Werth: I'm expecting a trolley cake with 89 candles.

Wise: Of course there will be cake, even thought it's hardly necessary when there's a confection as sweet as Meet Me in St. Louis (1944).  This was the first collaboration between Judy and her soon to be husband Vincente Minnelli, and while it seems like the perfect fit now, at the time Judy turned down both of them.  

She was tired of playing an endless parade of winsome teenage girls who sing a few tunes while pining away hopelessly for the boy next door. But Minnelli convinced her that this was the role that could make audiences accept her in more adult roles and that he was just the director to do it. 

Werth: Oh they did it, all right.

Wise: Even though Minnelli had only been in Hollywood a few years, his experience designing and directing musical reviews in New York had honed his talent in creating striking images.  While the script was full of the kind of puppy love romance Judy had been tossing off in her films with Mickey Rooney, the musical numbers allowed her to express a very grown up longing for love.  Tom Drake, who played the neighboring object of her affection, seems completely bereft of any screen chemistry until Judy begins to sing "The Boy Next Door" and suddenly the bland milquetoast gets a lot more appealing.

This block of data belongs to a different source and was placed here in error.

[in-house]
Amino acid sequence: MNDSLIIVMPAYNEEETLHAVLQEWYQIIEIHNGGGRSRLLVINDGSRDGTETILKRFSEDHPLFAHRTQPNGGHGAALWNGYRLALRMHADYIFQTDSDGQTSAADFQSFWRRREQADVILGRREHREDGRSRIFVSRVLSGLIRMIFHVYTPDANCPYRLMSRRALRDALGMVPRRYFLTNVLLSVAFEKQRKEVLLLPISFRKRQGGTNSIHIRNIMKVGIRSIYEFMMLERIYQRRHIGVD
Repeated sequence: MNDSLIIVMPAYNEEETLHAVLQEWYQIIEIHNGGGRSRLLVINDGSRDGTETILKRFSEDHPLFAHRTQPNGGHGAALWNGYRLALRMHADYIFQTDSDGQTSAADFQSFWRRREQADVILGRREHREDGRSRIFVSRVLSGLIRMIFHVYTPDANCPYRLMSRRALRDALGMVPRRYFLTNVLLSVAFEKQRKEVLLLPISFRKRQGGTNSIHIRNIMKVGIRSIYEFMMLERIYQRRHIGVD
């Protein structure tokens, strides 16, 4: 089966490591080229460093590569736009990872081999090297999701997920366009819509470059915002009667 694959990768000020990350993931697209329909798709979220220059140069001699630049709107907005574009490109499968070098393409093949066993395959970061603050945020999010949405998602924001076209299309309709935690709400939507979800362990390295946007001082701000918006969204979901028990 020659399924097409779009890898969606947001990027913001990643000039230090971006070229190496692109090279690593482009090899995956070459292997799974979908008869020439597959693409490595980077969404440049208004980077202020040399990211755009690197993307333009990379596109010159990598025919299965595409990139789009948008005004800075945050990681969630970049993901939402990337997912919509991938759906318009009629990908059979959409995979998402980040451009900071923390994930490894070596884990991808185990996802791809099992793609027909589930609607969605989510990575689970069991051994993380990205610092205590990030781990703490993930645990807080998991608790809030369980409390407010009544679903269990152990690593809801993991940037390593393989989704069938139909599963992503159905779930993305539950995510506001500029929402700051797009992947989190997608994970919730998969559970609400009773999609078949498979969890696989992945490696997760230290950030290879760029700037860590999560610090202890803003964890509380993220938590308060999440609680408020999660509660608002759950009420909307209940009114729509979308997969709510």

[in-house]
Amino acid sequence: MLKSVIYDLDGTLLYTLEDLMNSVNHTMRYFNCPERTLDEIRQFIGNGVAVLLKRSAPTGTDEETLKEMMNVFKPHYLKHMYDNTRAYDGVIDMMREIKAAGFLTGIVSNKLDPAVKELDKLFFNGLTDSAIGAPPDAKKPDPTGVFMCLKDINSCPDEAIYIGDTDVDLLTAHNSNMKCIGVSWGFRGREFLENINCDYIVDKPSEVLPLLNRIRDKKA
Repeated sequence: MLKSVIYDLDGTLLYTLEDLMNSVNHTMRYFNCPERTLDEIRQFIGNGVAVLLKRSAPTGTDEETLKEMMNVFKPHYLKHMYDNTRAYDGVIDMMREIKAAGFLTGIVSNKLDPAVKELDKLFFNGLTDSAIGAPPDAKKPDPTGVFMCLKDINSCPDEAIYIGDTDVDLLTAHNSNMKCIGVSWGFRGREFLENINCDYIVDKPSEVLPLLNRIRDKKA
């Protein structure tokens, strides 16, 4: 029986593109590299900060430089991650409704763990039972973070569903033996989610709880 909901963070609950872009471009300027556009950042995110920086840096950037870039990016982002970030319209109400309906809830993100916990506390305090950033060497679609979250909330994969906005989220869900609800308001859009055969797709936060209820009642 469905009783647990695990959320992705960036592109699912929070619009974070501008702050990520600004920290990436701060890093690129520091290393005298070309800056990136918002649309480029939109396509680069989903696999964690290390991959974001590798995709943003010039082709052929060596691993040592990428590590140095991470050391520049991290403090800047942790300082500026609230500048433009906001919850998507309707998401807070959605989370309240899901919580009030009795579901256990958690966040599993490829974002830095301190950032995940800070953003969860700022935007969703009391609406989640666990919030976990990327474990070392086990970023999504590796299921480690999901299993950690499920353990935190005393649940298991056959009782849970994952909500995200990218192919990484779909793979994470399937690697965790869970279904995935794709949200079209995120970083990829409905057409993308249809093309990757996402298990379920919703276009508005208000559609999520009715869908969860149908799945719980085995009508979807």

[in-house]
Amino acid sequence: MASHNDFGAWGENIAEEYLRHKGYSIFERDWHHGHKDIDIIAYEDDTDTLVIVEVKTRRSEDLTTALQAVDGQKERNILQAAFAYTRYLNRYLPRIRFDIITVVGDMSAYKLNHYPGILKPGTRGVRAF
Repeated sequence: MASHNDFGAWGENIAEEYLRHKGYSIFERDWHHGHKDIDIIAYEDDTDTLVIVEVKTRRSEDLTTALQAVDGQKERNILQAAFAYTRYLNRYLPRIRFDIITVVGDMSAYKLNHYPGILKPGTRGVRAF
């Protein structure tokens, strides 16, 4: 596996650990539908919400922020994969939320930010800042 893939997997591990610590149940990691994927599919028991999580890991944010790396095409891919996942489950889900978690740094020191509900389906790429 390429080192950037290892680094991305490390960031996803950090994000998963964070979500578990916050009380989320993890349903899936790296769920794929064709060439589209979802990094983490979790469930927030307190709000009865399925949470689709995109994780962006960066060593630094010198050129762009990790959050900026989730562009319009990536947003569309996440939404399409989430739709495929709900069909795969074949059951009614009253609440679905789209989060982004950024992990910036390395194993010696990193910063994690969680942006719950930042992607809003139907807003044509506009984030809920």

Werth: And that's really an accomplishment, considering you don't even see Tom in that number. Minnelli focuses solely on Judy's blossoming feelings, allowing us to see Tom in her eyes as she peeps through her window.

Wise: St. Louis is also interesting because it is such a well-balanced ensemble piece.  Mary Astor has some wonderful moments as Judy's mother, and Leon Ames is fantastic in the blustery father role that Minnelli would later perfect with Spencer Tracy in the original Father of the Bride films.  
But it is Margaret O'Brien who has the juiciest role as Judy's hilariously death-haunted little sister, Tootie.  She lops off her dolls' heads and buries them in the back yard, and even has one of the most surreal, terrifying and exhilarating scenes in all film history when she confronts spooky neighbor Mr. Braukoff on Halloween. 

Werth: Speaking of surreal, I revisited one of Judy's later films and found myself feeling, well... rather odd.